Zoom Video Communications, often known as Zoom, has requested that its employees return to the office.

During the Covid-19 epidemic, the video conferencing and online collaboration platform was at its zenith, as virtual meetings became important for many enterprises.

Many businesses have returned to work for at least a few days, but Zoom has lagged – no pun intended.

According to Business Insider, a Zoom official has confirmed that employees who live within 50 miles of a Zoom office are now required to work two days each week.

“We believe that a structured hybrid approach – meaning employees who live near an office need to be on-site two days a week to interact with their teams – is most effective for Zoom,” a Zoom representative told the source.

“As a company, we are better positioned to use our own technologies, continue to innovate, and support our global customers.”

Sorry, but working from bed and wearing sweatpants is no longer an option – at least for part of the week.

Zoom’s sales soared sixfold during the epidemic; however, revenue plummeted the following year as many people stopped working remotely.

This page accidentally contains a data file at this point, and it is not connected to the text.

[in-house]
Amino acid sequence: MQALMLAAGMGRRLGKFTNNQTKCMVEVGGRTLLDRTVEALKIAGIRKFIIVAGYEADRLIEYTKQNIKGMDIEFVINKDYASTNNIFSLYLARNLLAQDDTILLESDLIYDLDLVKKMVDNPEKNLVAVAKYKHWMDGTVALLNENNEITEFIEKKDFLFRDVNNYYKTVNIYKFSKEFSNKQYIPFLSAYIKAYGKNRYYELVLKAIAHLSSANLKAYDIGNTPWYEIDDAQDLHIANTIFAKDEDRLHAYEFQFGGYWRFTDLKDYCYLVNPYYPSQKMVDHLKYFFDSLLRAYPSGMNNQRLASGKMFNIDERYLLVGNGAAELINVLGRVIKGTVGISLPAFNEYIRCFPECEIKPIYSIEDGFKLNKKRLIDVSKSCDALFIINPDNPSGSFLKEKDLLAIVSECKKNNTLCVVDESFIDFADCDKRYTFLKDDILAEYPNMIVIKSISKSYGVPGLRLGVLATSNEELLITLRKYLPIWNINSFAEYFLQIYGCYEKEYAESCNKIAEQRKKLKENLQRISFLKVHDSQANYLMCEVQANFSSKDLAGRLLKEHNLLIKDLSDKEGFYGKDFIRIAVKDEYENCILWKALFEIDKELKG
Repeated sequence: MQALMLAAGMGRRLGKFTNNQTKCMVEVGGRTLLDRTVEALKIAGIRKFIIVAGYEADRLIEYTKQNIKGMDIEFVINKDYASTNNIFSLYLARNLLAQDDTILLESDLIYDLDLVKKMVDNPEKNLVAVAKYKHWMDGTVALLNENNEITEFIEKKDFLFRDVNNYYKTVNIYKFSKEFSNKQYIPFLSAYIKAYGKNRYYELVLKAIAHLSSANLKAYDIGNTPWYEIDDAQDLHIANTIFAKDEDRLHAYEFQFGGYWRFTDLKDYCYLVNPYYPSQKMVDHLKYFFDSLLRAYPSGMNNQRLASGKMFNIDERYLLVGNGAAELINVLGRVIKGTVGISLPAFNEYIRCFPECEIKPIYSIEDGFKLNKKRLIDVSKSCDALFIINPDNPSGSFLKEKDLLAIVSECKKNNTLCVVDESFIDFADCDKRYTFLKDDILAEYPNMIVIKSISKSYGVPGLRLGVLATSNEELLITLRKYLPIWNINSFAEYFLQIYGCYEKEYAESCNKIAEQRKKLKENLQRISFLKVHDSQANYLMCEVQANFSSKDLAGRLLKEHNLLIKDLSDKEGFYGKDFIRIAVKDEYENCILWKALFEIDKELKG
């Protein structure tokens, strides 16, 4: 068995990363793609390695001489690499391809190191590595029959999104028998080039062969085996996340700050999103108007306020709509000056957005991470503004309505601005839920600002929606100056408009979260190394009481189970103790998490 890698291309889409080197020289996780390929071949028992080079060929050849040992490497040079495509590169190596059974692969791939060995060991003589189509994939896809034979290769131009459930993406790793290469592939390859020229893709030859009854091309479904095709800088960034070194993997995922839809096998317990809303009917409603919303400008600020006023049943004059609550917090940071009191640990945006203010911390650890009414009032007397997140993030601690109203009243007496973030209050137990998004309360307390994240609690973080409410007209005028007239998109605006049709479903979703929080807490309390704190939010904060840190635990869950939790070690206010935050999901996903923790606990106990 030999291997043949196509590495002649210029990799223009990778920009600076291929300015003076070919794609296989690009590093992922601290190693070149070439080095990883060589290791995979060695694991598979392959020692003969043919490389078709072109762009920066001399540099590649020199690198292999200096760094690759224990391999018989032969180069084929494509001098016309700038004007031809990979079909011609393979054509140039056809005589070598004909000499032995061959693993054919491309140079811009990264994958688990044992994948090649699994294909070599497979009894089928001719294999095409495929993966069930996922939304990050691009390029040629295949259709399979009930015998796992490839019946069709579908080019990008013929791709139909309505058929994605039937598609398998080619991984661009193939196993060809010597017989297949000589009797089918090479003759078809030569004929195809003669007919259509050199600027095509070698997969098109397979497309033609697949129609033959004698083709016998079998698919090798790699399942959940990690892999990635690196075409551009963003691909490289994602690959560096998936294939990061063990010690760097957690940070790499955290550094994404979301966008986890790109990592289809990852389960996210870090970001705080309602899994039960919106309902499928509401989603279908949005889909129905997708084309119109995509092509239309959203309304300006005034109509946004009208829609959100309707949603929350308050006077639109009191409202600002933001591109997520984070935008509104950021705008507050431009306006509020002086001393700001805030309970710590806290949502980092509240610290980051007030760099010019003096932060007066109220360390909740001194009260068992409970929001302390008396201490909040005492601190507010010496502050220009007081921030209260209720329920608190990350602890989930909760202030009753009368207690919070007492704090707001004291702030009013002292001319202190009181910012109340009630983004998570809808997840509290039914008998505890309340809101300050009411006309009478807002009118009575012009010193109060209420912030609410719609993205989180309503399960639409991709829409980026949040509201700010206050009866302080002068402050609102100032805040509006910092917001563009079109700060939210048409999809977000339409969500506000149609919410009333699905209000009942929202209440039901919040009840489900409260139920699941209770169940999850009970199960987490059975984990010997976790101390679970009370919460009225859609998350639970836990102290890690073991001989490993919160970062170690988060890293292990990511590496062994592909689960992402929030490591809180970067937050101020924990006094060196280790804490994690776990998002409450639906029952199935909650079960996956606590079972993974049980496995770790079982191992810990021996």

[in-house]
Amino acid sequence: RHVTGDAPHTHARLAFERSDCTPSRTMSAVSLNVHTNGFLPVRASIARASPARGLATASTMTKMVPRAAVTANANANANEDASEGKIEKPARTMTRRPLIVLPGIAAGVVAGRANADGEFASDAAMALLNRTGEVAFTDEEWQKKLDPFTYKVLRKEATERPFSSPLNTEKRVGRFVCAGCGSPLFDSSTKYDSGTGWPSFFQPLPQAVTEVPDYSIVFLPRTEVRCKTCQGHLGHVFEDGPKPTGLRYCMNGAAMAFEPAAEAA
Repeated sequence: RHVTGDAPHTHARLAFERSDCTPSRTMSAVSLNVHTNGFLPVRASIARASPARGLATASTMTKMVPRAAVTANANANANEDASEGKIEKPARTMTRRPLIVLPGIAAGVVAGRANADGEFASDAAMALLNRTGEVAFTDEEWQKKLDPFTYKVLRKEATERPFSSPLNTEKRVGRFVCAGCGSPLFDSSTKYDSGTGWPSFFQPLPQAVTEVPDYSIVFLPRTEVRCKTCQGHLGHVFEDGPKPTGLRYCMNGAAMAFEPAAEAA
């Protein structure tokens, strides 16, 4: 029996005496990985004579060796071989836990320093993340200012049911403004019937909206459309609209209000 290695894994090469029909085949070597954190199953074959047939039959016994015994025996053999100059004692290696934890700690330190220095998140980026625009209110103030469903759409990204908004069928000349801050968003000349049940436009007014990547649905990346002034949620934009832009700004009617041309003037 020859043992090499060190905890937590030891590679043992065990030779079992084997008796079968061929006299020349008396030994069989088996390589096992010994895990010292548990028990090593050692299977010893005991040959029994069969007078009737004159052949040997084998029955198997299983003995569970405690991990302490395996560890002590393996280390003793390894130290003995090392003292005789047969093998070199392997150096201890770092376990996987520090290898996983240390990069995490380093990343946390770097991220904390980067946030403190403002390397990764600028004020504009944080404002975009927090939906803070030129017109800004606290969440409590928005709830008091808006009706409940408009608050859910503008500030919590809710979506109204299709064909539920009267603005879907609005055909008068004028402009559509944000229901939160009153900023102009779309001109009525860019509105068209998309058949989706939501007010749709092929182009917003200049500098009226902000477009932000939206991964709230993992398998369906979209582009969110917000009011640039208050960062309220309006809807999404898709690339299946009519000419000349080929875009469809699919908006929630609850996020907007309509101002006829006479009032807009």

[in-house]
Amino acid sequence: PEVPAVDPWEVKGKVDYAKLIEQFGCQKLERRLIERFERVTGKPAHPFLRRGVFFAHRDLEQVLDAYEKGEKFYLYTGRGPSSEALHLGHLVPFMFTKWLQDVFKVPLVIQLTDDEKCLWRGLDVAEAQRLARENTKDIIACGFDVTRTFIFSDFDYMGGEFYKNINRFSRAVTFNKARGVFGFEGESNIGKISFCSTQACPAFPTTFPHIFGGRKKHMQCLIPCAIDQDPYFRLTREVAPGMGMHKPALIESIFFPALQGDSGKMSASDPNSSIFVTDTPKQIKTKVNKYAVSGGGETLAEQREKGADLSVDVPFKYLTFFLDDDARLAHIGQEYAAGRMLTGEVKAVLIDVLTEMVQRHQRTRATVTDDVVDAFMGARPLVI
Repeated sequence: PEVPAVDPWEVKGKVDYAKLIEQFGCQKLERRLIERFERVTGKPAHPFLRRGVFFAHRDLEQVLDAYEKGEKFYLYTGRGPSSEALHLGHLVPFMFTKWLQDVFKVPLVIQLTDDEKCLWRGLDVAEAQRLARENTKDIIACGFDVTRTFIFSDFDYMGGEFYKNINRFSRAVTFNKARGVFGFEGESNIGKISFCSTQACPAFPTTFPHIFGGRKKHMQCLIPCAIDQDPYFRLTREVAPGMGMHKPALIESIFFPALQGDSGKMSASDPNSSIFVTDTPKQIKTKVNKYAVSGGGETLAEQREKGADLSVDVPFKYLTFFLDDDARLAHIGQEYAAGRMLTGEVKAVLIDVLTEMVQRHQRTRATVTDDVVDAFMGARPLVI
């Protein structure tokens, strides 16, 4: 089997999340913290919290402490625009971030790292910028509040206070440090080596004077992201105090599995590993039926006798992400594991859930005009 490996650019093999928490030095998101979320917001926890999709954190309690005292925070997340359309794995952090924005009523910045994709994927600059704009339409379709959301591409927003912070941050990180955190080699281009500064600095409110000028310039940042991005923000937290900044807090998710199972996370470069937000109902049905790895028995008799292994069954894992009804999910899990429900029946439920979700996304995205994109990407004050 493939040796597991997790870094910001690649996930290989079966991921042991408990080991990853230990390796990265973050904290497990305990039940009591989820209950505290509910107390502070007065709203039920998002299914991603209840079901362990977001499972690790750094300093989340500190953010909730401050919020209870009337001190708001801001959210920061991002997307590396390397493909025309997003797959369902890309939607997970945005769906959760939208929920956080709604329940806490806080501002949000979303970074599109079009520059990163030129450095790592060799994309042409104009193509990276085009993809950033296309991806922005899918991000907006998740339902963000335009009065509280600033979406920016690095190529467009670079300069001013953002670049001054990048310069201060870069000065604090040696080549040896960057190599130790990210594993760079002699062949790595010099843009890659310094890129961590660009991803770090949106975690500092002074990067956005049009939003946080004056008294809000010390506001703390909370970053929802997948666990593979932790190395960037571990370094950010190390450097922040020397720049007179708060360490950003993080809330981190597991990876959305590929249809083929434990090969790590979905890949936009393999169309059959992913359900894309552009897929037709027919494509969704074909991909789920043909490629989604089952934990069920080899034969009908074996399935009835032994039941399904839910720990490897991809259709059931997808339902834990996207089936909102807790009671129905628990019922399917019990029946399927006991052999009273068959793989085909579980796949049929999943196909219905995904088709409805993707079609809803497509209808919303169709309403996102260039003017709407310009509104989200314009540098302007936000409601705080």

According to Business Insider, the company’s market worth has dropped by about $100 billion since 2021.

“We’ll continue to leverage the entire Zoom platform to keep our employees and dispersed teams connected and working efficiently,” said the spokesperson.

While working from home has its advantages – lunchtime showers, face masks, and rocking a good ol’ Udie from behind your computer – studies have shown that it is less productive than working in an office.

Working from home reduces productivity by roughly 18% compared to working in an office, according to a study conducted by the Massachusetts Institute of Technology and the University of California, Los Angeles.

“There’s obviously going to be a big difference between someone who already understands the work well and knows the culture of the firm and how things are done, and now you’re saying, ‘OK, now you can work from home a few days a week,” said David Atkin, an economics professor at MIT and one of the paper’s co-authors.

“In terms of extrapolation, we do need to think about it carefully.”

He did, however, point out that the study does not take into account hybrid workers.

“A lot of the discussion right now is about where we go on this work-from-home spectrum,” he explained.

“Do we go all the way to full-time work-from-home or full-time work-in-the-office?” “I believe we’ll end up somewhere in the middle.”


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